Social psychology attempts to understand, explain, predict and, when needed, change people's thoughts, feelings and behaviours. For a relatively young discipline it has already made great strides toward this awe-inspiring goal. Pioneers such as Lewin, Asch, Kelley and Festinger began groundwork in the 1940s and 1950s, but it was only in the late 1960s that social psychology came of age. Since then it has blossomed, both in investigating the basics of the discipline and in applying the insights from fundamental social psychology to different fields related to the area. This volume is devoted to the development of understanding in the field of social psychology over the last four decades, focusing on both basic and applied social psychology.
Contributions are gathered under five main areas: attitudes and attitude change; social cognition and emotions; interpersonal and group processes; health behavior; and bereavement and coping. These five domains not only illustrate the scope of social psychology, but also pay tribute to one of the key figures in modern social psychology, Wolfgang Stroebe. Remarkably, he has made significant contributions across all five of these areas, and his research achievements exemplify the progress, prospects and problems faced by modern social psychology over the last 40 years.
This volume includes contributions from some of the most distinguished names in the field, and all authors provide an overview or critical look at their specific area of expertise, tracing historical developments where appropriate. The Scope of Social Psychology provides a broad-ranging, illustrative review of the field of modern social psychology.
Table of Contents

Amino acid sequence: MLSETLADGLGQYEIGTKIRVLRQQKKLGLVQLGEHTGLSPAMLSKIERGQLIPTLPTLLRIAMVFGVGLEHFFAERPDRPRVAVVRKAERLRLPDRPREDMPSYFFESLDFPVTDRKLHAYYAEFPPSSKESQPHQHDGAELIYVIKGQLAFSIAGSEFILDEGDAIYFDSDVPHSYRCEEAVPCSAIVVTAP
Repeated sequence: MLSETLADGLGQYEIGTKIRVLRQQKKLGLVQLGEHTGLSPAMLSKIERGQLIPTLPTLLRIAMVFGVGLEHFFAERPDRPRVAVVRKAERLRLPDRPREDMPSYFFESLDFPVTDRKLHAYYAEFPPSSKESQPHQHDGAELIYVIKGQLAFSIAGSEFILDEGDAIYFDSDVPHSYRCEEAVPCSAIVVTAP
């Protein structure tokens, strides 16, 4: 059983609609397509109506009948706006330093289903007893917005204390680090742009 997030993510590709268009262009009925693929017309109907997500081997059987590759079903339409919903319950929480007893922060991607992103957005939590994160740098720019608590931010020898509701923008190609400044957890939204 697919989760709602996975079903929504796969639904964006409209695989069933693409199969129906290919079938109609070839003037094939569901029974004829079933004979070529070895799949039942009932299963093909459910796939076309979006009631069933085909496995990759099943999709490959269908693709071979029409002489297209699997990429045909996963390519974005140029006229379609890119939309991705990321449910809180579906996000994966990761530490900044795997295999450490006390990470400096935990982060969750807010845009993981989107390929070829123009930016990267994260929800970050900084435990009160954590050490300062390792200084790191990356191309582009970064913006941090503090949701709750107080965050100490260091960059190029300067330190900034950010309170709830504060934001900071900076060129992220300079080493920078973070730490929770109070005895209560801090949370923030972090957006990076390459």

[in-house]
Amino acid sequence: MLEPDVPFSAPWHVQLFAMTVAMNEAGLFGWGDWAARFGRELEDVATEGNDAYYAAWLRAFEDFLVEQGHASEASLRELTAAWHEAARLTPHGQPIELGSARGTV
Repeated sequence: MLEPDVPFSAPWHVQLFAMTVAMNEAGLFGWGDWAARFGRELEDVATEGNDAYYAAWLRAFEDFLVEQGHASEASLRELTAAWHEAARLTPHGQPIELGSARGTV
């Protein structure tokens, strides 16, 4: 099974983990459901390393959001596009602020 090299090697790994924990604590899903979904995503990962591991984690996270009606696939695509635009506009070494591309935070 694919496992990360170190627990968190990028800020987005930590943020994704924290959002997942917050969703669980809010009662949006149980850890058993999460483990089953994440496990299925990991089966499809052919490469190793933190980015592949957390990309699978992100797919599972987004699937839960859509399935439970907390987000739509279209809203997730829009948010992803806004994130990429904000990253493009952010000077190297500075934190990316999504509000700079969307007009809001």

Introduction. K. van den Bos, M. Hewstone, M.S. Stroebe, H.A.W. Schut, J.B.F. de Wit, On the Scope of Social Psychology: An Introduction. Section 1: Attitudes and attitude change. R.Eiser, Positive accentuation: Or why a good product still needs an advertisement. K. Jonas, Attitudinal Ambivalence. I. Ajzen, T. Manstead, Changing Health-Related Behaviors: An Approach Based on the Theory of Planned Behavior. A. Eagly, In Defense of Ourselves: The Effects of Defensive Processing on Attitudinal Phenomena. Section 2: Social cognition and emotion. D. Hamilton, M. Hewstone, Conceptualizing Group Perception: A 35-Year Evolution. A. Kruglanski, G. Semin, The Epistemic Bases of Interpersonal Communication. F. Strack, N. Schwarz, Thinking About Your life: Healthy Lessons From Social Cognition. Section 3: Interpersonal and group processes. C. Insko, Situational Variance in Intergroup Conflict: Matrix Correlations, Matrix Interactions, and Social Support. B. Nijstad, J. Levine, Group Creativity and the Stages of Creative Problem Solving. K. Stroebe, R. Spears, H. Lodewijkx, Contrasting and Integrating Social Identity and Interdependence Approaches to Intergroup Discrimination in the Minimal Group Paradigm. Section 4: Health behavior (change). S. Folkman, J. Moskowitz, Positive Affect and Meaning-Focused Coping during Significant Psychological Stress. J.B.F. de Wit, E. Das, N. de Hoog, Self-Regulation of Health Communications: A Motivated Processing Approach to Risk Perception and Persuasion. A.B. Bakker, W.B. Schaufeli, E. Demerouti, M.C. Euwema, An Organizational and Social Psychological Perspective on Burnout and Work Engagement. Section 5: Bereavement and coping. R. Weiss, Reflections on Extended Bowlby Theory. E. Zech, B. Rimé, J. Pennebaker, The Effects of Emotional Disclosure During Bereavement. G. Abakoumkin, K. Gergen, M. Gergen, R. Hansson, H.A.W. Schut, M.S. Stroebe, A Scientist’s Role in Bereavement Research: The Case of Wolfgang Stroebe. Section 6: Psychology in context. K. Opp, Social Psychology is not Enough: The "Interdisciplinary Social Science Working Group". Epilogue. L. Strickland, J. Rabbie, R. van der Vegt, L. Hoekert, Impressions of Wolfgang Stroebe.